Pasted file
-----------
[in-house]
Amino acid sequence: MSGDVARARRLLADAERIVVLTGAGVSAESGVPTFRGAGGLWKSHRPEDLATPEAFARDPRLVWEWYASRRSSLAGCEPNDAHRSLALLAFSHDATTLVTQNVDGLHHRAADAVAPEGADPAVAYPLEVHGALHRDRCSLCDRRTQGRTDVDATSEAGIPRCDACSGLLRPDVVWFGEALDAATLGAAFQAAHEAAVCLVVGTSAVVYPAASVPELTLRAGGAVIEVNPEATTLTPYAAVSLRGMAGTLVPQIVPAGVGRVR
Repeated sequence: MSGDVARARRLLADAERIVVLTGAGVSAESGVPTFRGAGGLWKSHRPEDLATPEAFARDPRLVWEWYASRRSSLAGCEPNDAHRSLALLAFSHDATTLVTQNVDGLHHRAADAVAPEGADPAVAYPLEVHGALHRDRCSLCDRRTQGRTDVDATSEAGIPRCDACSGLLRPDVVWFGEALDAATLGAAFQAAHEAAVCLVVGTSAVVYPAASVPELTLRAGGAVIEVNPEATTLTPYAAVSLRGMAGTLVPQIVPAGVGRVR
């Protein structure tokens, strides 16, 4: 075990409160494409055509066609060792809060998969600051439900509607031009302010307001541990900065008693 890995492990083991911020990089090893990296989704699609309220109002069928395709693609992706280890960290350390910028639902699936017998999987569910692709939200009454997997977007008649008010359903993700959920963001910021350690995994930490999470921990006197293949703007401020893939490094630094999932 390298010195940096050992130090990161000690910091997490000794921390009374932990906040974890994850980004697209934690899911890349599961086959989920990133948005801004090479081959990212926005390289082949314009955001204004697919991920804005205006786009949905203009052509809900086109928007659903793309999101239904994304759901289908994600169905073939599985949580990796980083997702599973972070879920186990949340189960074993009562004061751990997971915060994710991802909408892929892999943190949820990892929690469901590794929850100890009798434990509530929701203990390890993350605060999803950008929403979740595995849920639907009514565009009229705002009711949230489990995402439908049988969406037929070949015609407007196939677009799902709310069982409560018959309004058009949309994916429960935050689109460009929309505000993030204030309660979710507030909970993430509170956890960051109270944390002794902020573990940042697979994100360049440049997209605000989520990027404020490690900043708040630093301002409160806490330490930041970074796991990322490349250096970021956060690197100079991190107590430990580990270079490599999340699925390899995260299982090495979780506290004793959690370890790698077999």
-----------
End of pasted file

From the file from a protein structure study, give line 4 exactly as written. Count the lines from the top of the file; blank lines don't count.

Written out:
């Protein structure tokens, strides 16, 4: 075990409160494409055509066609060792809060998969600051439900509607031009302010307001541990900065008693 890995492990083991911020990089090893990296989704699609309220109002069928395709693609992706280890960290350390910028639902699936017998999987569910692709939200009454997997977007008649008010359903993700959920963001910021350690995994930490999470921990006197293949703007401020893939490094630094999932 390298010195940096050992130090990161000690910091997490000794921390009374932990906040974890994850980004697209934690899911890349599961086959989920990133948005801004090479081959990212926005390289082949314009955001204004697919991920804005205006786009949905203009052509809900086109928007659903793309999101239904994304759901289908994600169905073939599985949580990796980083997702599973972070879920186990949340189960074993009562004061751990997971915060994710991802909408892929892999943190949820990892929690469901590794929850100890009798434990509530929701203990390890993350605060999803950008929403979740595995849920639907009514565009009229705002009711949230489990995402439908049988969406037929070949015609407007196939677009799902709310069982409560018959309004058009949309994916429960935050689109460009929309505000993030204030309660979710507030909970993430509170956890960051109270944390002794902020573990940042697979994100360049440049997209605000989520990027404020490690900043708040630093301002409160806490330490930041970074796991990322490349250096970021956060690197100079991190107590430990580990270079490599999340699925390899995260299982090495979780506290004793959690370890790698077999």